News / In brief for 17 March

Funding fishing communities

SHETLAND might benefit from a new EU/Scottish government funding programme that will make available £1.5 million for the northern and western isles, along with Highland region and Argyll & Bute.

The government is inviting local councils to set up Fisheries Local Action Groups (FLAGS) to consider funding applications for projects that will benefit people in fishing communities. The first applications are expected to be invited by autumn of this year.

A total of £4.5 million has been made available through the European Fisheries Fund, of which £1.5 million will go the highlands and islands, the remainder going to the rest of Scotland.

Fishing minister Richard Lochhead said: “The Scottish government is fully committed to supporting our fishing communities.

“This new funding has the potential to make a real difference, by improving the quality of life for people in what can be fragile coastal communities.”


Whitefish landings

THE VALUE of whitefish landings into Scottish ports has been the highest for the last 10 years, according to provisional statistics released on Thursday.


Whitefish landings in 2010 were worth £152 million, equal to the value of shellfish landings, and higher than income from pelagic species that dropped from £151 million in 2009 to £128 million last year.

Fishing minister Richard Lochhead said: “The overall total of £428 million is a significant figure for the sector and underlines the industry’s vital role in Scotland.

“These figures show an industry producing high yields in difficult times, but we must also remember that profitability remains fragile due to fuel prices and other running costs.”

Scottish Fishermen’s Federation chief executive Bertie Armstrong added: “The fish landing statistics have to be taken in the context of significantly increased operating costs for the fishing fleet, most notably large increases in the cost of fuel and leasing of fishing days and quota, which means that many boats are operating on the edge of economic viability.”

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Carmichael warns Faroese

NORTHERN isles MP Alistair Carmichael has warned the Faroese government that the decision to increase their mackerel quota by around 75 per cent to 150,000 tonnes for 2011 cannot be without consequences.

The Scottish fishing industry has warned that Monday’s decision risks the sustainability of mackerel stocks in the north east Atlantic and is calling for sanctions against the Faroese and Iceland.

Mr Carmichael said: “The pursuit of short-term profit cannot be allowed to ride roughshod over the continuing sustainability of fish stocks, and the strength of feeling that this announcement has generated throughout the UK fishing industry is clear.

“I am certain that this announcement will not be without consequences for the Faroese fleet.”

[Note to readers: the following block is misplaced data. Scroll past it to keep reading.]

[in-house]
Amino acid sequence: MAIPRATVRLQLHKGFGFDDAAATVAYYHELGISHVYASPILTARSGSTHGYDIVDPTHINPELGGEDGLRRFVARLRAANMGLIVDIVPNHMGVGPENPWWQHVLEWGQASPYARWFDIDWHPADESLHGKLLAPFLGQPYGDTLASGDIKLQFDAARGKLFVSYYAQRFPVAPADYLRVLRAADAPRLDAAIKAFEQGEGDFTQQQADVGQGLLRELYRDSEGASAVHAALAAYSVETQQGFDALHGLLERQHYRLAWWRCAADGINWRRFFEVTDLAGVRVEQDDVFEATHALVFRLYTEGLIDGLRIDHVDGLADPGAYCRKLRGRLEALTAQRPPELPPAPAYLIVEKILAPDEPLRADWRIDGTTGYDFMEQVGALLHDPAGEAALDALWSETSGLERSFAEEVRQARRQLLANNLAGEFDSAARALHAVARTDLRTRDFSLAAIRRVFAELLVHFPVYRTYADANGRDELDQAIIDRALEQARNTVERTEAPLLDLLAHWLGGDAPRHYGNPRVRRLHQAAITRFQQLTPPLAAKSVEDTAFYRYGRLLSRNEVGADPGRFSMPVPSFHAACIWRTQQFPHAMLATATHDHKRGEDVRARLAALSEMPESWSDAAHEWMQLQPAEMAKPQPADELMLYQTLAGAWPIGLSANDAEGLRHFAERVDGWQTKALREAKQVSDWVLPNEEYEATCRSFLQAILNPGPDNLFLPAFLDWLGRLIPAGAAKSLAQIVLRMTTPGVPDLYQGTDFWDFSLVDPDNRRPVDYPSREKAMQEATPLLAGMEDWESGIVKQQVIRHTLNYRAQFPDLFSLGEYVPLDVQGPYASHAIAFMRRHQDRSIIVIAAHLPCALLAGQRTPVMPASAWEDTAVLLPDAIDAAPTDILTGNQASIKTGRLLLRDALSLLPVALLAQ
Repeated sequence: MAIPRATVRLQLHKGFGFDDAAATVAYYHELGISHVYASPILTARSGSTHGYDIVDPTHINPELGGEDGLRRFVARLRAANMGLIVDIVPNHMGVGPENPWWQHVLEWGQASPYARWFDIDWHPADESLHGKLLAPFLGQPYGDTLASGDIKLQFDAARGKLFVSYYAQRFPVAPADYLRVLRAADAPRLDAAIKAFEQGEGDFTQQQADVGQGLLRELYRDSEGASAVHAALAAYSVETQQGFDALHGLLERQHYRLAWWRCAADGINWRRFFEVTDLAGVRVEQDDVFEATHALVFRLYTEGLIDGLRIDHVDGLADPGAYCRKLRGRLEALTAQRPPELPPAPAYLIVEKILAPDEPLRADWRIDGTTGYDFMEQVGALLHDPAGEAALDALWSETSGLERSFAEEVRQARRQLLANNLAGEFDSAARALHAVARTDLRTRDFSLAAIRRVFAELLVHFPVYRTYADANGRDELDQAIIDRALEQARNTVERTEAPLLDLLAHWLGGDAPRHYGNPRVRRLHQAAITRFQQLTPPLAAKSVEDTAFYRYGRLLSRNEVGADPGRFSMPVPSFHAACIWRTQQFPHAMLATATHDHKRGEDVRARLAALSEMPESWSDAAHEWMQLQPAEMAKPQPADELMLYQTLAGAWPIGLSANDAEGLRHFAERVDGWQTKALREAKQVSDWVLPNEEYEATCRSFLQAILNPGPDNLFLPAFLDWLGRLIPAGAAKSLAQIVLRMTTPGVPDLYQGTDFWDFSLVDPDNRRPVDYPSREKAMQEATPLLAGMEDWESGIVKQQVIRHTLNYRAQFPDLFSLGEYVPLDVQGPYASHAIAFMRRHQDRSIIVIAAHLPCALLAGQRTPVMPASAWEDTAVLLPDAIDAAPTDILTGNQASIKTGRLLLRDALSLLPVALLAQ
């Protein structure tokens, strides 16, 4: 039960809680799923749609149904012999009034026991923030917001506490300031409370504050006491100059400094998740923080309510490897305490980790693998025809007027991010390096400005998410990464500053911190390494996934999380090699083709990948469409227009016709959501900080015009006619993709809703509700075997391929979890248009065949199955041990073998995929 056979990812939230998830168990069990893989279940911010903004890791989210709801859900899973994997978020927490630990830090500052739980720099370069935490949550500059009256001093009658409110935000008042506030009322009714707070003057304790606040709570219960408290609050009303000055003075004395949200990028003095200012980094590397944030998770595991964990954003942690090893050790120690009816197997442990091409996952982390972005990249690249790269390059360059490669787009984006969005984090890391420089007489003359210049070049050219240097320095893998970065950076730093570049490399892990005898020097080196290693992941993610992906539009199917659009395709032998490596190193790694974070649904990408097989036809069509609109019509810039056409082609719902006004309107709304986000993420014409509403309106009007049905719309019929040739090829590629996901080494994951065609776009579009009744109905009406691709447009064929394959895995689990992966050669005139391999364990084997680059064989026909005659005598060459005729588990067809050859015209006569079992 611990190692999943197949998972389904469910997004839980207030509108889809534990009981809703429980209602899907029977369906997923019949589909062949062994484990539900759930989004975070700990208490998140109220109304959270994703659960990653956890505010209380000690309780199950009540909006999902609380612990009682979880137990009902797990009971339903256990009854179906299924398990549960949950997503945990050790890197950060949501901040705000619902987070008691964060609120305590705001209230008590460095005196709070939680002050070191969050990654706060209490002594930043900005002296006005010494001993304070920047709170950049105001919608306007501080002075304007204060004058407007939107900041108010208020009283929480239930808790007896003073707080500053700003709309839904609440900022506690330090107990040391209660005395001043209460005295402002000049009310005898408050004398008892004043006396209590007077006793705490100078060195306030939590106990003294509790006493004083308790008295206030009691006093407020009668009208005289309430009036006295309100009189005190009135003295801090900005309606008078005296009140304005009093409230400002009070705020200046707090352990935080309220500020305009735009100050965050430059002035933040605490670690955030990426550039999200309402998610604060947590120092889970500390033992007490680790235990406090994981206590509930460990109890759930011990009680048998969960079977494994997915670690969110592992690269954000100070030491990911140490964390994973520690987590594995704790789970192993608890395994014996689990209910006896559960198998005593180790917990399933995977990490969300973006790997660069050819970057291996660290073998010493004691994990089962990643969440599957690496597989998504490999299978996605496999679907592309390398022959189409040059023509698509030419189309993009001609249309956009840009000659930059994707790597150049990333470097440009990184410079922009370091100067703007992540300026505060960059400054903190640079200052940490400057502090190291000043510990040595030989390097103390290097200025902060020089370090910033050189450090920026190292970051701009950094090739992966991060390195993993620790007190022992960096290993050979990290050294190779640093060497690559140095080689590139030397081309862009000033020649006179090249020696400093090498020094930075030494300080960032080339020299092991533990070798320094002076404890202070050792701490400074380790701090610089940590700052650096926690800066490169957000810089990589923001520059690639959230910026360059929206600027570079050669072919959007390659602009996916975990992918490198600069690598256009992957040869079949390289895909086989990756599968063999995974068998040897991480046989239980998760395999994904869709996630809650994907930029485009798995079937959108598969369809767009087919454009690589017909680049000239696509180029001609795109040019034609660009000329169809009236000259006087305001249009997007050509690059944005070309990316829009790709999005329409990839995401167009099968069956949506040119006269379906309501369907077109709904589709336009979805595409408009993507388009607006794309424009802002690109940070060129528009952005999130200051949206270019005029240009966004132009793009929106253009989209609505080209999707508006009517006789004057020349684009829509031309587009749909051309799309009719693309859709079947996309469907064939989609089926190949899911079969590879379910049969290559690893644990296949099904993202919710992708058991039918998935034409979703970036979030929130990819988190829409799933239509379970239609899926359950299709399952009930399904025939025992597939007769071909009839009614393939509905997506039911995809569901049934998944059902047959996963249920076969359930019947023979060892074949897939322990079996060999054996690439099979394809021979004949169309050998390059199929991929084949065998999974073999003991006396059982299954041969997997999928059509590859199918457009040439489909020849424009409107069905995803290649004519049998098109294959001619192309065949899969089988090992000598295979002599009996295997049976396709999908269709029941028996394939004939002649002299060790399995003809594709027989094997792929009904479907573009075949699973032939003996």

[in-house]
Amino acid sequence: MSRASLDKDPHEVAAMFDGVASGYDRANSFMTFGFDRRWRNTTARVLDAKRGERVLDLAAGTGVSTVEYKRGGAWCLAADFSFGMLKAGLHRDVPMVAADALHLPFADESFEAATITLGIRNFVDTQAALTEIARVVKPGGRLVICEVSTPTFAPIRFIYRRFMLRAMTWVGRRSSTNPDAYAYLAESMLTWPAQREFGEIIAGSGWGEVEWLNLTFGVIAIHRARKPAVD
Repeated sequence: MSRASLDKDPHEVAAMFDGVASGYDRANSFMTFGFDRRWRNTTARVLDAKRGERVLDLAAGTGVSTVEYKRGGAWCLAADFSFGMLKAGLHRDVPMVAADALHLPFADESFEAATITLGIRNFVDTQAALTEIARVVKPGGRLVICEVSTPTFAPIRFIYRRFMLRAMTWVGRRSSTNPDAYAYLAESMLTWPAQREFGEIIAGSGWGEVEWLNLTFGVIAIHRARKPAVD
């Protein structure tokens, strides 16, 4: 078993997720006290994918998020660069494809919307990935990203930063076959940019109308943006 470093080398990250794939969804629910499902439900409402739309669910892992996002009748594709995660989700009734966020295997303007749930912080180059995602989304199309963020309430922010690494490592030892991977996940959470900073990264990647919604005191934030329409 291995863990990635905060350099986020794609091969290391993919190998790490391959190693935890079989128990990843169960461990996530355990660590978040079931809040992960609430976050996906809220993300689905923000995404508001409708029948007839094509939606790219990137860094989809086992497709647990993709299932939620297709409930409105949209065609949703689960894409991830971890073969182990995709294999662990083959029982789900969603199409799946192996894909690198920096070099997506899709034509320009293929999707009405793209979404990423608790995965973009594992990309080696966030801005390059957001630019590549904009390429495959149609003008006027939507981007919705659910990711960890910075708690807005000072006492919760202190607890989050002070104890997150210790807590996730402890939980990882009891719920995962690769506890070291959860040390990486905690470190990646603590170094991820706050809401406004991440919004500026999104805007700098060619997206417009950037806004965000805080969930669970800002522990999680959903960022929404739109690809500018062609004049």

Battle of the bands

YOUNG BANDS from across Shetland will get the chance to showcase their music during the four day visit of the Tall Ships Race, in July.


To qualify for an afternoon concert on the main stage at Holmsgarth on Friday 22 July, bands will have to compete at a youth talent tournament, to be held in Scalloway hall on Friday, 25 March.

Acts lined up so far are Organised Chaos, who play original material and unusually feature two bass players; punk influenced Casino Feat, a three piece from Lerwick; singer songwriter Keirynn Topp from Scalloway; Mercury Rising, an all girl four piece who attend the Anderson High School; metal band Automatic Chicken who have members from Scalloway and Lerwick; and jazz group Norman and the Folding Deckchairs, led by Norman Wilmore from Bixter.

Shetland Arts music development officer Bryan Peterson said: “This is a great chance for local young bands to share the stage at one of the biggest Shetland events of the decade, and for the young promoters to help programme such a major gig.”


Tickets for the talent tournament are priced £4 and available from Shetland Box Office.

Orchestra fundraiser

LOCAL musicians Donald MacDonald and Sally Prittie will give a fundraising concert for the embryonic Shetland Community Orchestra in Lerwick Town Hall at 7.30pm on Friday 25 March. 

They will be performing a rich variety of cello and piano music, including works by Beethoven, Brahms, Schubert, Bruch and Kodaly.

Shetland Community Orchestra aims to give local musicians the chance to perform and develop their playing, while letting local audiences hear a diverse and high quality programme of classical music.

Anyone of any age who plays an orchestral instrument to a minimum standard equivalent to Associated Board Grade 4 is welcome to join.  The orchestra hopes to be up and running soon with rehearsals scheduled for autumn this year.

Tickets for the fund raising concert are priced at £10/£8 and are available from Shetland Box Office.

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